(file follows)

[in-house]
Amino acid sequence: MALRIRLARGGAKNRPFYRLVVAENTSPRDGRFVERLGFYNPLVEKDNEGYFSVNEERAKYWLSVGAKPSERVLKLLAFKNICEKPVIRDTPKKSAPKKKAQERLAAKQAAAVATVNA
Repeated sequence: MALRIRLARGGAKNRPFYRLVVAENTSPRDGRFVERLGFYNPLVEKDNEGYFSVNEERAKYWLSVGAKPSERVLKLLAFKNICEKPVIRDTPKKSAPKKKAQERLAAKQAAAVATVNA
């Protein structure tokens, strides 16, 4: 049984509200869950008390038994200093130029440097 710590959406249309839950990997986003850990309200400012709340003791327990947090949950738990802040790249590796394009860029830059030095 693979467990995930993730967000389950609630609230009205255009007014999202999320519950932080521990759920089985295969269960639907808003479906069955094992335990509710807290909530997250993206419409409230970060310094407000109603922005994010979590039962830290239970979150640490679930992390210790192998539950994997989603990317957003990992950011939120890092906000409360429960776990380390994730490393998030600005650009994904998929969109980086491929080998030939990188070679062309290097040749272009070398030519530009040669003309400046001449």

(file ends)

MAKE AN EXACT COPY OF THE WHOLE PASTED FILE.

[in-house]
Amino acid sequence: MALRIRLARGGAKNRPFYRLVVAENTSPRDGRFVERLGFYNPLVEKDNEGYFSVNEERAKYWLSVGAKPSERVLKLLAFKNICEKPVIRDTPKKSAPKKKAQERLAAKQAAAVATVNA
Repeated sequence: MALRIRLARGGAKNRPFYRLVVAENTSPRDGRFVERLGFYNPLVEKDNEGYFSVNEERAKYWLSVGAKPSERVLKLLAFKNICEKPVIRDTPKKSAPKKKAQERLAAKQAAAVATVNA
């Protein structure tokens, strides 16, 4: 049984509200869950008390038994200093130029440097 710590959406249309839950990997986003850990309200400012709340003791327990947090949950738990802040790249590796394009860029830059030095 693979467990995930993730967000389950609630609230009205255009007014999202999320519950932080521990759920089985295969269960639907808003479906069955094992335990509710807290909530997250993206419409409230970060310094407000109603922005994010979590039962830290239970979150640490679930992390210790192998539950994997989603990317957003990992950011939120890092906000409360429960776990380390994730490393998030600005650009994904998929969109980086491929080998030939990188070679062309290097040749272009070398030519530009040669003309400046001449």